In this week's roundup:
students who are parents receive additional support in California, legal action is taken against the Biden Administration and the traditional grading system may not accurately measure learning.
September 29-October 5
- Unpaid internships are being scrutinized by institutions and lawmakers for placing a barrier over students’ financial needs. Joshua Kahn, associate director of research and public policy at the National Association of Colleges and Employers, admits “it’s very difficult to take an unpaid internship, unpaid work experience, when you’re from a lower-income background. That’s why we’re pushing for more paid internships, less reliance on unpaid internships, and in the hopes that it helps diversify the workforce and these industries.”
- Institutions in southwestern and central Florida are evaluating reopening plans after Hurricane Ian left behind damage and flooding. While some institutions had minimal damage, others were left with more damage on their campuses.
- Six Republican-led states took legal action against the Biden Administration’s student loan debt relief plan. Leaders in Arkansas, Kansas, Missouri and others accuse the President of overstepping his authority through debt relief.
- The University of Georgia System reported an increase in the number of degrees awarded to students. The 74,000 degrees, awards and certificates given between 2021 and 2022 mark a 2.1% increase from the previous year.
- California governor Gavin Newsom signed new legislation to improve access to higher education for underserved student populations. One of these populations, students who are parents, will receive priority course registration and access to additional resources.
- The Consumer Financial Protection Bureau said that institutions that withhold transcripts from students as a way to force institutional loan repayment is “abusive” and a violation of federal law. Transcripts can play an important role in students getting jobs after graduation.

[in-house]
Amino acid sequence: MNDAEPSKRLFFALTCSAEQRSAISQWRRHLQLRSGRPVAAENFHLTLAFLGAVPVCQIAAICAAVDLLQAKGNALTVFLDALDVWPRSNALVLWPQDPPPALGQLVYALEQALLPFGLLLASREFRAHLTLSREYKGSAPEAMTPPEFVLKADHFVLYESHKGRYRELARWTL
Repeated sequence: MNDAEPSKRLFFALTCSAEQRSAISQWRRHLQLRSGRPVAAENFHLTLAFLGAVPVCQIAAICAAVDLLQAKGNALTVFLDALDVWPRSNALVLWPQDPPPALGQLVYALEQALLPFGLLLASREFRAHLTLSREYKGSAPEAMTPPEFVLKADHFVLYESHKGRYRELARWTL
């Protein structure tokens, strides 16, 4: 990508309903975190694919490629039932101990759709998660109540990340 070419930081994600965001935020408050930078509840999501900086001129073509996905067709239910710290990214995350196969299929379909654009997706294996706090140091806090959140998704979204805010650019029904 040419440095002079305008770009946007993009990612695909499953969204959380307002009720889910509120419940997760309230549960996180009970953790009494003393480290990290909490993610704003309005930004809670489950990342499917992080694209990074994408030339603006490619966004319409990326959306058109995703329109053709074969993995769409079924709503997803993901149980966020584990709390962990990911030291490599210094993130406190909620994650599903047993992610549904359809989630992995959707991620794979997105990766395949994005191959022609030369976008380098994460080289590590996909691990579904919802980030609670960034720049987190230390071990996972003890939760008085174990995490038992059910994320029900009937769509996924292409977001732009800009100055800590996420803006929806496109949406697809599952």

- New research from Community College Review found that more adults and low-income students enroll in community colleges when bachelor’s degrees are offered. There has been a push to allow more community colleges to offer bachelor’s degrees to serve underrepresented communities.
- Support and criticism are growing for the practice of “ungrading,” where institutions stop assigning conventional A-F letter grades for first-year students to allow them to adapt to college. “Grades are not a representation of student learning, as hard as it is for us to break the mindset that if the student got an A it means they learned,” said Jody Greene, special adviser to the provost for educational equity and academic success at the University of California Santa Cruz.
- Student loan forgiveness applications are expected to be available in early October, although a data has not been announced. Forty million borrowers are expected to have some of their debt relieved, while 20 million are expected to have all debt cancelled.
- A new survey from the Trevor Project found that institutions with mental health services specifically for LGBTQ+ students have reduced the risk of suicide. Shane Mendez Windmeyer, executive director for Campus Pride, emphasized the importance of these resources. “Campuses that do take responsibility, do have support services for LGBTQ students, the students there are not at as high risk of suicidality and other forms of depression,” they said. “They’ll be able to get better grades; they’ll be able to succeed academically if they get that support.”